nicholas negroponte


Nicholas Negroponte (1943-) was born and raised in New York City's Upper East Side. A dyslexic, Negroponte has always found reading difficult and gravitated early on toward charts and tables (Being Digital, 3). He matriculated at MIT, where as an undergraduate student he studied architecture, a field in which he holds two professional degrees. As a graduate student, Negroponte decided that "if you designed the design tool you'd have a bigger influence than if you merely designed an object or a building" (Bass) and turned his attention to computer-aided design or CAD. Negroponte joined the faculty at MIT in 1966 and helped found the Architecture Machine Group, a lab which focused on the human-computer interface, in 1968.

In 1973 Negroponte published his first book, The Architecture Machine, which focused on the importance of improving the human-computer interface, e.g. through the use of color video monitors. His emphasis on usability has long since been adopted by the makers of personal computers, and though out of print now, The Architecture Machine helped establish Negroponte's reputation as a successful futurist. Negroponte went on to found a Computers in Everyday Life program in 1980 and become the first executive director of the World Center for Personal Computation and Human Development in 1982.

Today Negroponte is perhaps most famous as the co-founder of MIT's Media Lab, which he has headed since 1985. From its inception the lab has focused on using technology to connect three different worlds - "the interactive world, the entertainment world, and the information world" - as one multimedia world. (Bass). As Negroponte tells it, "Two simple ideas got the Media Lab launched: one being that the human-computer interface is a real problem, the other being that the relationship of content to technology is more than random. In other words, the computer and its content are not independent of each other" (Bass). The latter claim, already anticipated by Negroponte's decision as a graduate student to work with building design tools instead of individual buildings, echoes Marshall McLuhan's famous slogan "the medium is the message." The Media Lab holds hundreds of patents (for its pioneering work on "smart objects," among other pursuits) and has helped start similar labs elsewhere in the world, but is currently best known for its proposed $100 WiFi-ready, crank-powered laptop for use in developing countries, a project which has attracted considerable buzz. The spirit of the project neatly reflects Negroponte's own techno-utopian attitude.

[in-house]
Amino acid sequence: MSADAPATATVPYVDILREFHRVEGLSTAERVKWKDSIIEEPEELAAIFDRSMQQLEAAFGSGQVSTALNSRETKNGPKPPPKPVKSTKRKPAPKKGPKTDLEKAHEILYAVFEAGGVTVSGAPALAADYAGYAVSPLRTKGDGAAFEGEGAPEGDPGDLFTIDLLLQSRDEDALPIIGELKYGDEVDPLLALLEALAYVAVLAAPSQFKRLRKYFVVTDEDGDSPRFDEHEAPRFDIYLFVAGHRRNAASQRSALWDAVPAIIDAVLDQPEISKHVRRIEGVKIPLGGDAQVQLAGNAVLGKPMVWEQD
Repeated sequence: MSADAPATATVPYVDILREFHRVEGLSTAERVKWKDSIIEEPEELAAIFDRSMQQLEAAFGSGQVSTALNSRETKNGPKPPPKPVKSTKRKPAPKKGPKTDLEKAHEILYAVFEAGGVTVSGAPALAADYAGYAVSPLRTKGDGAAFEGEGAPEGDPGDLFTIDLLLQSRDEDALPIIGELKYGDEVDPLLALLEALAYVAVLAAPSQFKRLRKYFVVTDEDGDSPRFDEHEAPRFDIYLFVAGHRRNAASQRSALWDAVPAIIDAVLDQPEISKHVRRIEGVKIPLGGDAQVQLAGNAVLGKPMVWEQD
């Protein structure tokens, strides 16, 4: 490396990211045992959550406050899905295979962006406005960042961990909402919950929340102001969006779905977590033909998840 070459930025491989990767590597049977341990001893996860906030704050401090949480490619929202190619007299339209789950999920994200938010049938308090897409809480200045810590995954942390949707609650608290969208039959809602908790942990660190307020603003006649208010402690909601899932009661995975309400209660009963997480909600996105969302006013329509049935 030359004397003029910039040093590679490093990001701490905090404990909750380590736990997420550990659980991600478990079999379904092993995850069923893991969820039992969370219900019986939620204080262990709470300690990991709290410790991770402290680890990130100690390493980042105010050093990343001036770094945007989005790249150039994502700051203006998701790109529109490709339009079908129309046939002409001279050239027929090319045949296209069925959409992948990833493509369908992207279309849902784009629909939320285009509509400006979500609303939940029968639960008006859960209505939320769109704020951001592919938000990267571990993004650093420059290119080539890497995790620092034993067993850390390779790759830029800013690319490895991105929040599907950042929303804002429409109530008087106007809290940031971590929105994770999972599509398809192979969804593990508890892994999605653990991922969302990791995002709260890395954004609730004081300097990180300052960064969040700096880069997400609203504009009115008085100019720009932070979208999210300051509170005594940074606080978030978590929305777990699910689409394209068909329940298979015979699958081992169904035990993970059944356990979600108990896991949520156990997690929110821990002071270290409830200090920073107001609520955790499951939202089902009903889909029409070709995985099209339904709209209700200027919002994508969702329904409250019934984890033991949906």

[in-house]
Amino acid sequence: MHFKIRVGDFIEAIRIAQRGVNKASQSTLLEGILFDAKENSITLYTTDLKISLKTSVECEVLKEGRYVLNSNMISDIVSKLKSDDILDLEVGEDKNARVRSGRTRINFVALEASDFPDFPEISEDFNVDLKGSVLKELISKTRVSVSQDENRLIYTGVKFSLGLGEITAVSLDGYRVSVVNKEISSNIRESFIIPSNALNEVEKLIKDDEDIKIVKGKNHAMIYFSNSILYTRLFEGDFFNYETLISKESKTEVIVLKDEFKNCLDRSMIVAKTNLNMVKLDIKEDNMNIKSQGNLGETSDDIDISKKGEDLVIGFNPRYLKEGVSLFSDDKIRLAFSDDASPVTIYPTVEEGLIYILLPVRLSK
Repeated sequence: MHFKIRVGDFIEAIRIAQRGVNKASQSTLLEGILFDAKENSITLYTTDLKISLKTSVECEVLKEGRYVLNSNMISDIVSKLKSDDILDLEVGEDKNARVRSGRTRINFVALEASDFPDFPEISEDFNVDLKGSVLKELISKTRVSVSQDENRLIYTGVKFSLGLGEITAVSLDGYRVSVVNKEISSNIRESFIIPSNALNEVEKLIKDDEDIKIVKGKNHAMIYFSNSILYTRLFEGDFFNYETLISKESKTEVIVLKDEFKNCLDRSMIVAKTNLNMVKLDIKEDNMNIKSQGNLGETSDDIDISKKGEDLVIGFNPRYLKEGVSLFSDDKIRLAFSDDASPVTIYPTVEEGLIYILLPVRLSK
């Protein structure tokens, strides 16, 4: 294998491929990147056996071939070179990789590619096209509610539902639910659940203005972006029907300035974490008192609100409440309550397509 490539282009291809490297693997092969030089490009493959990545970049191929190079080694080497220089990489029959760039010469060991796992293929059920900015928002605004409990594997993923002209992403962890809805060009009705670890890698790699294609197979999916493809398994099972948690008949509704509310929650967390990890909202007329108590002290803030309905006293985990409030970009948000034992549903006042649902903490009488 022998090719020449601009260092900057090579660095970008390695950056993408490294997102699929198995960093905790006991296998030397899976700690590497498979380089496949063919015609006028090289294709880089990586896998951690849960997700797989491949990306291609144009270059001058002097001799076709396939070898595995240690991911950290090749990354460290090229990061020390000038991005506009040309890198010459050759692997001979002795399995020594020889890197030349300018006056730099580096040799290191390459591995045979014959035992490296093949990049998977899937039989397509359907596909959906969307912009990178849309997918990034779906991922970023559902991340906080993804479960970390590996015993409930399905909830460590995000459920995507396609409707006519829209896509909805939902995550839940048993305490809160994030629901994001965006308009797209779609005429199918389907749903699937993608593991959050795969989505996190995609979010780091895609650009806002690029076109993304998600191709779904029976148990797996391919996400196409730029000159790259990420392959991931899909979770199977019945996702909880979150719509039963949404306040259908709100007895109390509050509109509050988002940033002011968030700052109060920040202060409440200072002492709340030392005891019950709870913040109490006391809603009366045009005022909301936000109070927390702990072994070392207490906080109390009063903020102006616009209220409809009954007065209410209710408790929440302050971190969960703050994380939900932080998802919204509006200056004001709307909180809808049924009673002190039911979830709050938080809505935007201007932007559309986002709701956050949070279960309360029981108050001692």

This attitude has occasionally led Negroponte astray, for example in his early predictions that open-architecture television, and not the personal computer, would become the home information appliance. After the dotcom bubble burst, some writers dismissed Negroponte as a charlatan for his tech-optimism (Rutherford). More recently, tech columnists have also expressed skepticism that the $100 laptop will succeed, questioning both his cost estimates and his assessment of the demand for such a machine (Farivar). And for many readers, his current predictions might seem fantastical - "The decades ahead will be a period of comprehending biotech, mastering nature, and realizing extraterrestrial travel, with DNA computers, microrobots, and nanotechnologies the main characters on the technological stage" ("Beyond Digital") - but time will tell.

In 1992, Negroponte was a minority investor in Wired, a monthly magazine devoted to the intersection of technology and culture. From 1993 until 1998, he wrote a series of columns for the back page of Wired. It was these sixty-six columns, and the best-selling book Being Digital, which came out of his columns in 1995, that established Negroponte's popular reputation as a media theorist.